@Pages and References: Pages 214-220

  1. Is an extension of the concept of the product life cycle
  2. Uses the same stages as the product life cycle
  3. Nearly always lasts much longer than a typical product life cycle in that industry

*d. All of the above

 

  1. The text claims that two factors are fundamental to the industry life cycle. One of these is:

@Pages and References: Pages 214-220

*a. The production and diffusion of knowledge

  1. Industrial production and the diffusion of knowledge
  2. Demand during the growth phase
  3. Demand for growth in the diffusion of knowledge

 

  1. The decline phase of the industry life cycle is caused by:

@Pages and References: Pages 214-220

*a. The emergence of a radically better substitute product, representing a new industry

  1. Tired old firms running out of new ideas
  2. Existing firms leaving the industry to move to a more profitable one
  3. Excessive market saturation

 

  1. A new industry life cycle begins when:

@Pages and References: Pages 214-220

  1. A very large gap in the market emerges
  2. Another industry dies

*c. New knowledge manifests itself in the guise of a sufficiently radical product innovation

  1. There are sufficient entrepreneurs

 

  1. A dominant design is:

@Pages and References: Pages 214-220

  1. One which has won the most industrial design awards

*b. An emergent de facto industry standard broad product format

  1. The one advertised most strongly by the market leader
  2. The latest new product which gains the most media attention

 

  1. A technical standard:

@Pages and References: Pages 214-220

  1. Only occurs in computing when there is a network effect
  2. Emerges when there are interconnectivity and interface compatibility issues
  3. Can emerge for safety and other reasons from standards bodies eg ISO

*d. Answers b and c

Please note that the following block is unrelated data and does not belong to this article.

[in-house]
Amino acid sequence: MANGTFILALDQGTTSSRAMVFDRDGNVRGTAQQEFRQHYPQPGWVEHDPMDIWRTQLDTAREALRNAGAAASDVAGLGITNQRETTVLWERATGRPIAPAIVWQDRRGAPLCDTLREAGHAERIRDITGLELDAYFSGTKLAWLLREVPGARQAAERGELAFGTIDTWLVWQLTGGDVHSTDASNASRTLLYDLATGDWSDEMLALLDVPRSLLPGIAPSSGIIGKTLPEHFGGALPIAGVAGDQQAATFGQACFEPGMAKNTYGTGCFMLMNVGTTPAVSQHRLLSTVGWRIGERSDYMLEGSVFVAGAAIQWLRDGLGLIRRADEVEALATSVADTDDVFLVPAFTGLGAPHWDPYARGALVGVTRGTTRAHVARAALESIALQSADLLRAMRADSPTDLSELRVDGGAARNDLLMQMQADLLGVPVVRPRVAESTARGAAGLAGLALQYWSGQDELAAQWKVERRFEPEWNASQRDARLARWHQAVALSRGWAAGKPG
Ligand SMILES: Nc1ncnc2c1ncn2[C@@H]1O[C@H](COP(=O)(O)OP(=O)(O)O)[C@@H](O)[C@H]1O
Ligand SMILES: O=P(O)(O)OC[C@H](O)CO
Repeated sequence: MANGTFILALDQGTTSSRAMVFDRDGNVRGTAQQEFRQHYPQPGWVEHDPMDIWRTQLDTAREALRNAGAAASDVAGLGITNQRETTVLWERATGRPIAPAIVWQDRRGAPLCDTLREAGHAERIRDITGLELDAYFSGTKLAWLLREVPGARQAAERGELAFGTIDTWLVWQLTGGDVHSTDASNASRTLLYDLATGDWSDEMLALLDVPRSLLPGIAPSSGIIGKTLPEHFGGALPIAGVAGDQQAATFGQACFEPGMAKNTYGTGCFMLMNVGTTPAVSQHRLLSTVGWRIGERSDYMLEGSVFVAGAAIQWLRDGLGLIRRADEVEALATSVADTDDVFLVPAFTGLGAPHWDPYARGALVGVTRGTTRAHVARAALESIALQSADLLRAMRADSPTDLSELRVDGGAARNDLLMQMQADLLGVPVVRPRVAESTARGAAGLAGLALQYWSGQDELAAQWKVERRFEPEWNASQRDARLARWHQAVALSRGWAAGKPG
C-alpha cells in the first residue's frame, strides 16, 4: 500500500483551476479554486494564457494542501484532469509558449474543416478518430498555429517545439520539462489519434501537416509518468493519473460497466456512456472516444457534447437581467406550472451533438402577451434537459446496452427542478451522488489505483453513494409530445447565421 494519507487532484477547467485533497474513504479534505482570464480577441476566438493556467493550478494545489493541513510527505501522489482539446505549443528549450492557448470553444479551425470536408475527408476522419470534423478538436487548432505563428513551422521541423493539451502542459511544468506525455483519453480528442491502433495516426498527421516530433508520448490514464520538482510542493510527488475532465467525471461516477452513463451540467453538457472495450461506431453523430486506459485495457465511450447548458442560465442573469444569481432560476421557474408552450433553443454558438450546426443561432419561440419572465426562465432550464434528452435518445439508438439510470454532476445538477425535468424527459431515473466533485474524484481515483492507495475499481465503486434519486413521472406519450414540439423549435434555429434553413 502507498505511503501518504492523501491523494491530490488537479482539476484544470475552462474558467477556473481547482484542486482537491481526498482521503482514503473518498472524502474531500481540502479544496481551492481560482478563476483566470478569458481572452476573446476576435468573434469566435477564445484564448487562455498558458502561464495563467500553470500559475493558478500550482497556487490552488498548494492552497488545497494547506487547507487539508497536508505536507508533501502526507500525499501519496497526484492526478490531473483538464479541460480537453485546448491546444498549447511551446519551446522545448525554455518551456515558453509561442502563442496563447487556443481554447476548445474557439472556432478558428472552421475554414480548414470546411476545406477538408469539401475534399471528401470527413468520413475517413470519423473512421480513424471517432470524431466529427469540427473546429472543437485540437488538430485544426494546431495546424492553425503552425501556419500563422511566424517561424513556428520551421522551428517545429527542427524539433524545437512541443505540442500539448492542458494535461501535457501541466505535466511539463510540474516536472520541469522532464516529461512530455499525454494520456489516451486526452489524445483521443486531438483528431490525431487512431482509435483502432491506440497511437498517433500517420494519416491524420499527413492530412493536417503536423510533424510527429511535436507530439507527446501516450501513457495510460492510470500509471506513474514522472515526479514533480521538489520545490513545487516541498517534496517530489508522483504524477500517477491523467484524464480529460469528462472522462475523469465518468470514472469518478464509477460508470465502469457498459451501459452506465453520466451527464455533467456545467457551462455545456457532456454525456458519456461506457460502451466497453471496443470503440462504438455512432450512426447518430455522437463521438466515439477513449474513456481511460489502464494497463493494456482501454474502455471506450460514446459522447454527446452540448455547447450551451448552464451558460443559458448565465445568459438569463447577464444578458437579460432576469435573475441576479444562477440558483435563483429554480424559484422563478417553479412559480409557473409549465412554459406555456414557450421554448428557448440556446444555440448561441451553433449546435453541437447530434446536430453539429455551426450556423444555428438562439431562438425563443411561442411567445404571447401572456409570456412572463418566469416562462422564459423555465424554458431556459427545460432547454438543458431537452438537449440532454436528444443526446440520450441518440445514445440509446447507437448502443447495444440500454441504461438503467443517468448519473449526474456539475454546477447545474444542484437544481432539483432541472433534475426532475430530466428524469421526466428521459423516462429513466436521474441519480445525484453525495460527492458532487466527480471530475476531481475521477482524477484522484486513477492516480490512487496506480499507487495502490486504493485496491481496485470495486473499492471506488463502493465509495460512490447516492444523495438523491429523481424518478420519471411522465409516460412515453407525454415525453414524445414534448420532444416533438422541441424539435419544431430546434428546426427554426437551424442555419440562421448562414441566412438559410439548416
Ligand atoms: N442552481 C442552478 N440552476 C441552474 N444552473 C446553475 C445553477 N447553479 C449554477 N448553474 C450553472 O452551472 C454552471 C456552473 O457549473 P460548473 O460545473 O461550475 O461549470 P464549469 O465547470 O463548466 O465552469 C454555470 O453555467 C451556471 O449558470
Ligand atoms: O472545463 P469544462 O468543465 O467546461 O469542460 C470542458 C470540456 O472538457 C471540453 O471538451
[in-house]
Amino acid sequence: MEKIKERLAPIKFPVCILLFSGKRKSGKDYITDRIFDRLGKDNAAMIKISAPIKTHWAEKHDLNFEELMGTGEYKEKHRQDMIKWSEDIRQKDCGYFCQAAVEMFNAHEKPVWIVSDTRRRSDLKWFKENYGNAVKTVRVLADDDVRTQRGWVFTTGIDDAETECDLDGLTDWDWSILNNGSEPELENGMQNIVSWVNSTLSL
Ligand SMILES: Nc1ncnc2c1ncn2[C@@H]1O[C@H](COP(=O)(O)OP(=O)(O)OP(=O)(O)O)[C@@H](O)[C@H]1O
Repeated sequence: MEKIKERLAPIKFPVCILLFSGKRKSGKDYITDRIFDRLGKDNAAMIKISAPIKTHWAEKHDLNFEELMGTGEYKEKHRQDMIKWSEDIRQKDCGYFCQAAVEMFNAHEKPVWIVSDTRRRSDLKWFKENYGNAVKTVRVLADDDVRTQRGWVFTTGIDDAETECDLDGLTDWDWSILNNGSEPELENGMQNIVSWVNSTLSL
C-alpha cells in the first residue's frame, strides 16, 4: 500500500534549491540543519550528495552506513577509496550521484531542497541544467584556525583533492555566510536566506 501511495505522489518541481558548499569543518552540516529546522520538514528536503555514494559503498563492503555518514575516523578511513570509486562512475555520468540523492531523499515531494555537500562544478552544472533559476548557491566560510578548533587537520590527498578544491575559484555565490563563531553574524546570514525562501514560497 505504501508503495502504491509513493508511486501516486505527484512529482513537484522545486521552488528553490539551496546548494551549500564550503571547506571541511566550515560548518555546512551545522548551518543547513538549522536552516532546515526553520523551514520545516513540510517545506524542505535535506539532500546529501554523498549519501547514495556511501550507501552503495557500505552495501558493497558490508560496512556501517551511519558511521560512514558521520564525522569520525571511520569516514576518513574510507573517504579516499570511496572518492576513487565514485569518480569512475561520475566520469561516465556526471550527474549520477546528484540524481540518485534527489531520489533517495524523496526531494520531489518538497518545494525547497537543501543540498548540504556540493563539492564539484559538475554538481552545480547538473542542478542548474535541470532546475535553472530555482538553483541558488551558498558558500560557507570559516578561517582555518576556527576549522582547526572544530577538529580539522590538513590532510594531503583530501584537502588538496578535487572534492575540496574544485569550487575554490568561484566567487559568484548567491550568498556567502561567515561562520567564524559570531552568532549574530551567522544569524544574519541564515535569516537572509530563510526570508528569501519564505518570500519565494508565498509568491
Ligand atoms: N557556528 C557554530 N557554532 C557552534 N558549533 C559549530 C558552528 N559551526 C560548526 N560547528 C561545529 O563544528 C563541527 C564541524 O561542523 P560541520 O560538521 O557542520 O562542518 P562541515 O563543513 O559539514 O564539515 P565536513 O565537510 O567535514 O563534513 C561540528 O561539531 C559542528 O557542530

1. The different stages of the industry life cycles are characterised by:

@Pages and References: Pages 214-220

*a. The evolution of the industry growth rate over time

  1. The evolution of the competition in the industry
  2. The evolution of a firm’s market share
  3. None of the above

 

  1. An industry life cycle:

@Pages and References: Pages 214-220

  1. Always follows the theoretical pattern

*b. May never enter the decline phase, in some industries supplying basic essential products or services

  1. Must be the same everywhere, due to globalisation
  2. Can never really experience a resurgence

 

  1. The PC industry clearly began in the 1970’s because:

@Pages and References: Pages 211-214

  1. It did not exist at all prior to this time
  2. The introduction phase was typical: no mass market, many product variants, small firms
  3. By the 1980’s, the growth phase had begun, with a design standard emerging

*D. All of the above

 

  1. IBM initially ignored the PC market because:

@Pages and References: Pages 211-214

  1. IBM did not recognise the PC market as a separate industry

*b. IBM had seen the PC as a tiny, hobbyist’s niche within the computer industry, not worth IBM’s attention

  1. IBM knew they weren’t innovative enough to compete against Apple
  2. IBM are not good at spotting new opportunities

 

  1. When IBM did enter the PC market, they:

@Pages and References: Pages 211-214

  1. Did so with a maverick offshoot, and by buying in sub-systems, which went against the IBM usual methods
  2. Suffered slow growth since they were late to market
  3. Relied on business users recognising the established IBM reputation

*d. Answers a and c

 

  1. The essence of IBM’s success in the PC industry in the 1980’s was:

@Pages and References: Pages 211-214

  1. IBM established a dominant design
  2. IBM had an established access to the business market, which Apple et al did not have
  3. IBM opted to encourage 3rd parties to write software and provide additional hardware, unlike Apple

*d. All of the above

 

  1. IBM sold its PC division to a Chinese company because:

@Pages and References: Pages 211-214

  1. IBM realised that labour costs are lower in China
  2. The PC market in the developed world was saturated, so was no longer attractive to IBM
  3. The PC was increasingly becoming a multimedia consumer product, whereas IBM is a business-oriented firm

*d. Answers b and c

 

  1. Is the PC industry in the maturity stage of the life cycle?

@Pages and References: Pages 218-219

  1. Yes – growth has started to decline, and shakeout occurred years ago